Read 07/12/2018-22/12/2018

Rating: 2 stars

Touch is the second novel by Claire North, one of the pen names of Catherine Webb. I hadn’t heard of her in any of her guises, but a colleague saw me reading one of the Wayfarer series of books and thought I might like Claire North.

Its 423 pages took longer to read than they deserved. It was a grind at times. The central character has the sort of transient existence that makes it hard for them to have anything they care about, and the things North decided they would care about didn’t grab my attention.

I’ve seen Touch described as sci-fi and speculative fiction, but I’d class it as a thriller. It’s classic cat and mouse but with a twist. The prey has the ability to switch in and out of bodies, so that each time it seems like they might be caught or killed, they jump. Sort of like Sam in Quantum Leap, but less altruistic.

At first I didn’t like North’s writing. The initial scene-setting chapters were overly wordy and pleased with themselves. I almost gave up before I’d properly started. A little over two weeks later, I feel like I wish that I had given up at the start.

My reading experience got slightly better as the story settled into a groove, but at times it felt like North was rushing at the plot, too keen to get her next idea onto the page so that it felt less like a natural part of the story and more like a plot development point in an outline of the narrative. I was a good third of the way through before I can honestly say that I enjoyed it.

The protagonist/prey is Kepler. At the start of the novel, Kepler is being pursued by a contract killer. Kepler jumps from the body of Josephine Cebula, moments from death, into the body of a man who has stopped to help her. What follows is that cat and mouse chase beloved of thriller writers, with Kepler and the killer swapping chaser and chasee roles, punctuated with Kepler’s back story. This back story reveals the origins of Kepler’s switching ability and allows Kepler to reminisce about the people whose bodies they have occupied.

It’s hard to assign a gender to Kepler. It isn’t gender fluidity as such, or an exploration of what it might be like to be intersex or someone who identifies as a particular gender in the body of the opposite gender. Kepler starts out as one of the binary genders but over time ceases to identify as a specific gender, because of the number of times they have switched.

One thing I liked was the wry humour that came through Kepler’s character. When you’ve spent hundreds of years jumping from person to person, you gain in world weariness what you lose in personal physical substance, it seems.

There were lots of ideas all jostling for space in the narrative. I felt that there were too many and that a consequence of North not settling on a handful to focus on was inconsistency creeping in. For the first third of the book, it felt as though North was making it up as she went along, rather than working to a plot. That can work, but here it felt like a jumble of incomplete thoughts rather than an improvisation.

Once North had worked all the possible plot lines out of her system and onto the page, things started to cohere. Kepler is ancient. Kepler’s type is ancient. They are the jinn of Arabic mythology, the ghost of western folklore, the demon, the possessor, the genie. They take a body at will, surpressing its human spirit. Some take a body to regain substance, living as a human for decades. Others rent out a body for entertainment. One takes on a body to protect its human occupant from doing themselves harm. Kepler is an entity for hire, drafted in by frustrated parents to help restore the marriageability of their wayward daughters. They’re also an estate agent, finding bodies as temporary refuges for fellow entities. Most of all they’re a cultivator of aware people willing to offer them a body to hide in if needed.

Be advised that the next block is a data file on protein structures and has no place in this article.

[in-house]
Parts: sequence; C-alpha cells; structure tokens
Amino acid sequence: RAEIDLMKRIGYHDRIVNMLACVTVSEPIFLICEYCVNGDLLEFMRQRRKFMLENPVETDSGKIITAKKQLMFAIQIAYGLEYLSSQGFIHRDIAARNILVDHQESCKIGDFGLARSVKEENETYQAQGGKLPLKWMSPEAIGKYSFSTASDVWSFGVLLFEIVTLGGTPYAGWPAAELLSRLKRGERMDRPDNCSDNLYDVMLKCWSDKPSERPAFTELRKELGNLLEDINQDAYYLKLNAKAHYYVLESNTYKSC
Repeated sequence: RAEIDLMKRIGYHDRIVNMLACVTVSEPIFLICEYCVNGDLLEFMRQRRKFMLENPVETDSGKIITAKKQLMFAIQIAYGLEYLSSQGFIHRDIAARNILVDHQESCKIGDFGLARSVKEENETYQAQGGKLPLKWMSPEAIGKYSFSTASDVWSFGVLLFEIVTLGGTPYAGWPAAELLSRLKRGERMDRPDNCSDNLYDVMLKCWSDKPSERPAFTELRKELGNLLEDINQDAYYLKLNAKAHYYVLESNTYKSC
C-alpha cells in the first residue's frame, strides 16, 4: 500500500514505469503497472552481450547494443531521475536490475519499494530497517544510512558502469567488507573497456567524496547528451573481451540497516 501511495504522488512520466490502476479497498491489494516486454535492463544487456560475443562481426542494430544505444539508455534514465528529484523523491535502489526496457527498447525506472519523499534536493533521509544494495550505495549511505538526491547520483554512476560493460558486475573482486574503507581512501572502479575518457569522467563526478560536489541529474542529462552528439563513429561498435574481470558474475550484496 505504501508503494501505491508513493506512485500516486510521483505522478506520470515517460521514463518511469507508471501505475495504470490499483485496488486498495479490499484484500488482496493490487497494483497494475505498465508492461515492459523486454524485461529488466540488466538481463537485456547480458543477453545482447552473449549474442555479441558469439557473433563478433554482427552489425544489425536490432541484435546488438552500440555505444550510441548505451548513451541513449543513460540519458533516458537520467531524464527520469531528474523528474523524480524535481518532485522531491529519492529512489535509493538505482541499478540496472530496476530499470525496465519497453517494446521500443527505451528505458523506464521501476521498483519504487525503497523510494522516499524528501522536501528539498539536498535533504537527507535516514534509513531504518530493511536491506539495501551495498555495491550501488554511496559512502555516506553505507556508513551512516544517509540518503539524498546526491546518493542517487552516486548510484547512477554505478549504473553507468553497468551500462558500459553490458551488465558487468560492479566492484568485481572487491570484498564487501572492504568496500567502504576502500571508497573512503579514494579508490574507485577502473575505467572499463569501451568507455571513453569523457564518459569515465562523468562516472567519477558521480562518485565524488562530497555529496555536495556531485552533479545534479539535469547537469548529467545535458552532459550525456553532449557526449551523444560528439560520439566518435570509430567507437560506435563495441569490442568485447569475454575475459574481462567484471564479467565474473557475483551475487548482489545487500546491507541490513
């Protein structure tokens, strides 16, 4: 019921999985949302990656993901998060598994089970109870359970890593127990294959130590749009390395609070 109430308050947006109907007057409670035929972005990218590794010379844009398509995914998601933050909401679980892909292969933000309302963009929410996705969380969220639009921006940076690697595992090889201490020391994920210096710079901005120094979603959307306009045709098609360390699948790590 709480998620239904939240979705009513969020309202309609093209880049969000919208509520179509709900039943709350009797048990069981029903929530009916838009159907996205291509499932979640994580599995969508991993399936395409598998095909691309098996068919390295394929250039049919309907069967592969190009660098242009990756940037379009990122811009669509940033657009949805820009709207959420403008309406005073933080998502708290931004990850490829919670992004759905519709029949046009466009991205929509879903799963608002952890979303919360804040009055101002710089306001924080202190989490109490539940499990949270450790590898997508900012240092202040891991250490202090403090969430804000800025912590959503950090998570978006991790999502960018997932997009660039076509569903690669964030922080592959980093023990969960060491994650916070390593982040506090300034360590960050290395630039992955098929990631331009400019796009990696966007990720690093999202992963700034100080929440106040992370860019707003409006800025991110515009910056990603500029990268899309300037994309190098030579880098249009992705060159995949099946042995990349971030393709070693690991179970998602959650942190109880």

Kepler and the assassin who is pursuing them are on the hunt for a murderous entity known as Galileo, Kepler because they’ve been framed for crimes committed by Galileo, the assassin because Galileo almost wrecked his employer’s project to develop a vaccine against entities and almost killed him. The pursuit is by turns high adrenaline jeopardy and lulls where nothing much happens other than Kepler reminiscing (filling in plot holes) about how they got to where they are now.

There were some nice moments of reflection towards the end of the novel, where Kepler articulates the loneliness of being everyone, jumping from body to body, never living the full existence of one single person.

I wear silk.
I wear nylon.
I loosen my tie.
I hurt in leather shoes.
My motion is constant, my skins are stationary, but by the brush of a hand on the rush-hour train
I am everyone.
I am no one at all.

At times, the opportunity to leave one person behind and pick up in the body of another without personal responsibility or consequence might seem attractive, but all of that incompleteness and lack of conclusion seemed tiring to this completer-finisher introvert.

There were hints over the final hundred or so pages that North was tiring of the constant body hopping and coming up with new guises for Kepler to adopt. Not as much as I had, perhaps, but still. It’s not a good sign when the weariness of the author comes through in the characters.

Touch isn’t a bad book. I can see why it got good press on publication. It just wasn’t for me.


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